I am a camping dummy, but I married into an experienced camping family.
This made for some embarrassing moments when I first joined them on one of their annual Memorial Day weekend camping trips. You know how on sitcoms and in bad movies about camping, there's always that enthusiastic-but-overconfident idiot city-slicker who has the tent or the sleeping bag, like, wrapped around his head while he's trying to unravel it? That was me.
I waited till dark to set up my tent. I got embarrassingly excited when I saw a deer. I took a turn shooting a family friend's pellet gun at some targets (this was on property my wife's family owns), and I ended up busting my forehead open because I held the scope pressed up right against my eye. It was a frustrating, bloody (literally), exhausting mess — a FUN frustrating, bloody, exhausting mess, but still.
I've gotten a little better since then. I still always end up waiting till dark to pitch my tent — that's a lesson that gets lost amid the excitement of the gathering — but I have a headlamp now, so I'm not out there fumbling with my cellphone flashlight app, wondering where in the entire forest my lousy tent stakes have gone.
I get by, in other words. But technically, I'm pretty sure I still qualify as a camping dummy. Fortunately I've learned that, with help, even a dummy like me can enjoy the wilderness. For help in explaining how, I got in touch with state Department of Natural Resources recreation spokeswoman Sarah Dettmer, who is emphatically NOT a camping dummy, and asked her for advice.
"If you do your research, the outdoors are for everyone," Dettmer said. "Some people think there's a bar to entry, like you need all this experience. If you respect your ability level, that's not necessarily true."
There are a few general ideas campers of all skill levels should adhere to, as outlined in a pair of widely cited lists, the seven leave-no-trace principles and the 10 essentials. Those lists are included in full alongside this story, so we won't go through them point by point. Suffice it to say the former is primarily about behavior and the latter primarily about preparation and gear. Read them. Study them. Refer to them before every trip. A lot of the points within them are common sense, but it still helps to have a checklist.
Beyond the specifics of those lists, Dettmer and I mostly talked about big-picture philosophy-of-camping type things like picking the right site and the right kind of camping for your skill level and practical tips like bringing extra socks. ("There's nothing worse than having cold, wet feet," she said.)
In terms of the big-picture stuff, the best advice she had was to do some research in advance. There are innumerable resources both in print and online. The DNR, for instance, has a page on its website — www.dnr.wa.gov/go — devoted entirely to helping outdoor recreationists. It also has a frequently updated blog that includes posts on current issues such as smoke and fire. That's at www.washingtondnr.wordpress.com.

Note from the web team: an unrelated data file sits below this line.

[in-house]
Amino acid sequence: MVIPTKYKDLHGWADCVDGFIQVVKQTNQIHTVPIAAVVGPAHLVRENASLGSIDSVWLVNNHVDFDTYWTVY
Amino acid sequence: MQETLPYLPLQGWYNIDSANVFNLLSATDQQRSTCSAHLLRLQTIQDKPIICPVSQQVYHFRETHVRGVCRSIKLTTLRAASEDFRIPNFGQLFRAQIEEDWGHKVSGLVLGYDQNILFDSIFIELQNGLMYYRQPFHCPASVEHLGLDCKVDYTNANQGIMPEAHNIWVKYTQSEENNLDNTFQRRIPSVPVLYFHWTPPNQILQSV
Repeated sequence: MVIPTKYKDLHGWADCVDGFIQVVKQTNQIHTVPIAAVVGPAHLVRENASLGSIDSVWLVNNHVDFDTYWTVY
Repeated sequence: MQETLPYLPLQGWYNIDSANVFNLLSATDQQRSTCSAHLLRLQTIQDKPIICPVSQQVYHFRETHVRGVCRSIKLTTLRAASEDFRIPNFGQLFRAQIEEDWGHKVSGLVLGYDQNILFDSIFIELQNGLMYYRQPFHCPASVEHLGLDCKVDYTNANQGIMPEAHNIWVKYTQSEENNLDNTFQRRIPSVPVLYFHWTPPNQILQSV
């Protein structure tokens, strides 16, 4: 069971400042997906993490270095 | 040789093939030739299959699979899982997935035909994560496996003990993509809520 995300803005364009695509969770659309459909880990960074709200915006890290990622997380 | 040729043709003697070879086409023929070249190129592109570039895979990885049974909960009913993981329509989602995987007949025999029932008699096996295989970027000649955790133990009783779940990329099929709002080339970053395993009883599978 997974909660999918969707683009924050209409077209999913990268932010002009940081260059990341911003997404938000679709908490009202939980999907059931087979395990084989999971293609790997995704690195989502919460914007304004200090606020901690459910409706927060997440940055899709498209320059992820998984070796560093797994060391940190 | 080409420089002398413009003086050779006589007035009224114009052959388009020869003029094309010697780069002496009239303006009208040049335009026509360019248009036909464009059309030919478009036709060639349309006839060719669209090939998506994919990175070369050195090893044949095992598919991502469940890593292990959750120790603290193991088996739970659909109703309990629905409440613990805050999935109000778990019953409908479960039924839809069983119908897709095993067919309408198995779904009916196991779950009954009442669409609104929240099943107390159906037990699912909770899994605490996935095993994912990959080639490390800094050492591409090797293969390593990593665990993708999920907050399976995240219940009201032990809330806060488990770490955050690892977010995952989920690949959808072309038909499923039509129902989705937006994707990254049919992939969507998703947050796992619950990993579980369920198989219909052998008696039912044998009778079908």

The U.S. Forest Service, which oversees the Gifford Pinchot and Okanogan-Wenatchee National Forests (the latter of which includes the Cle Elum and Naches ranger districts in which a huge percentage of Central Washington camping takes place), likewise has a wealth of information on its website, www.fs.fed.us/visit/know-before-you-go/camping.
As far as practical advice, there were simple, intuitive things like checking the weather, fire safety and burn ban status of the area in which you plan to camp; going with more experienced campers if you can; and letting someone who isn't going know where you'll be and when to expect you back.
And there were the more, well, interesting bits of practical advice that Dettmer collected from around the DNR office where she works. For instance, did you know Fritos are not just delicious but highly flammable and excellent for starting fires? Ditto hand sanitizer. And dryer lint. And maybe Doritos, though Dettmer was less sure of that.
Everyone, she said, has their own little idiosyncratic camping tips and tricks. Dettmer, for instance, always brings a camping chair, even if that means carrying it for miles on a hike to a campsite.
"I personally think it's worth it so you can sit around the campfire later," she said. "Or at least the camp stove."
And the hand sanitizer? That's perfect, because it's not only fire-starter fuel, it's also, you know, hand sanitizer.
"I'm a big fan of taking things that serve multiple purposes," Dettmer said.
Along those lines, did you know a water bottle filled with hot water from the fire or camp stove is perfect for keeping your feet warm inside a sleeping bag? And those super-large shopping bags from Ikea? They make great waterproof liners for your pack and double as an excellent carrier for firewood once you make camp.
Those are the kind of habits that develop organically over time, as you determine what works for you. The important thing is getting out there and developing them. You can start with established DNR or National Forest campgrounds, which are a little less wild and woolly than backcountry or "dispersed" camping. But don't be intimidated by the latter, either, Dettmer said. If you know yourself and do the research, you can head into the woods and do just fine.
"Just try to get to where you're going and get your camp set up before sunset," she said.
Or at least buy a headlamp.